Sexual Abuse: A Journal of Research and Treatment [saj] pp916-sebu-469149 July 16, 2003 14:6 Style ﬁle version Nov 28th, 2002
Sexual Abuse: A Journal of Research and Treatment, Vol. 15, No. 4, October 2003 (
Actuarial Risk Assessment: Commentary
on Berlin et al.
Stephen D. Hart
F. S. Berlin, N. W. Galbreath, B. Geary, and G. McGlone (this issue) have raised
some important questions regarding the use of actuarial risk assessment
instruments in sex offender civil commitment proceedings, also known as
sexually violent predator or SVP proceedings. Their primary point is that
interpreting the ﬁndings of existing actuarial risk assessment instruments is a
tricky business because it is not certain whether the extent to which probability
estimates derived from group data can be applied to individual cases. I agree
completely with Berlin et al. on this point, but disagree with them concerning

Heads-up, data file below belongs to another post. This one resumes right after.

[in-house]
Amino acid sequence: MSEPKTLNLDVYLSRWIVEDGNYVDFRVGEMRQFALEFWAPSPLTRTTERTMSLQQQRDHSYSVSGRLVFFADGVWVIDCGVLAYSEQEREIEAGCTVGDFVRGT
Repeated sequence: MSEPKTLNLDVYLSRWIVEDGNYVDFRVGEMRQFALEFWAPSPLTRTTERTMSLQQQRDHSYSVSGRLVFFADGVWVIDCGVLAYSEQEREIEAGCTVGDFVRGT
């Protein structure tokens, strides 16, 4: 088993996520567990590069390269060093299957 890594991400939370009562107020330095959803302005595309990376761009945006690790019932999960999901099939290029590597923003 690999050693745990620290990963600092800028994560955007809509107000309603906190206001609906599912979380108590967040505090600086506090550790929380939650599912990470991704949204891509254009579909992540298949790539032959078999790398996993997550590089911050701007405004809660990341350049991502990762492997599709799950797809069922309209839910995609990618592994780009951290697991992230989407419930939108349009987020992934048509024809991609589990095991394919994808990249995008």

the extent to which probability estimates—and, therefore, actuarial instruments—
are legally relevant in SVP proceedings. I outline some potential problems with
respect to the legal admissibility of actuarial instruments, including their legal
KEY WORDS: actuarials; risk assessment; admissibility.
CLINICAL VERSUS ACTUARIAL REDUX
The paper by Berlin et al. occurs in context of the longstanding debate in
psychology concerning the relative merits of clinical (i.e., discretionary) versus
actuarial (i.e., formulaic) decision making. The debate has reared its ugly head
once again with respect to the assessment of risk for violence and sexual violence,
resulting in a major intellectual schism. The schism remains and shows signs of
growing, despite widespread consensus regarding the desirability of structured
decision making and despite well-reasoned and reasonable attempts at rapproche-
ment (e.g., Dvoskin & Heilbrun, 2001).
Department of Psychology, Simon Fraser University, Burnaby, British Columbia, Canada.
To whom correspondence should be addressed at Department of Psychology, Simon Fraser University,
8888 University Drive, Burnaby, British Columbia, Canada V5A 1S6; e-mail: firstname.lastname@example.org.
2003 Plenum Publishing Corporation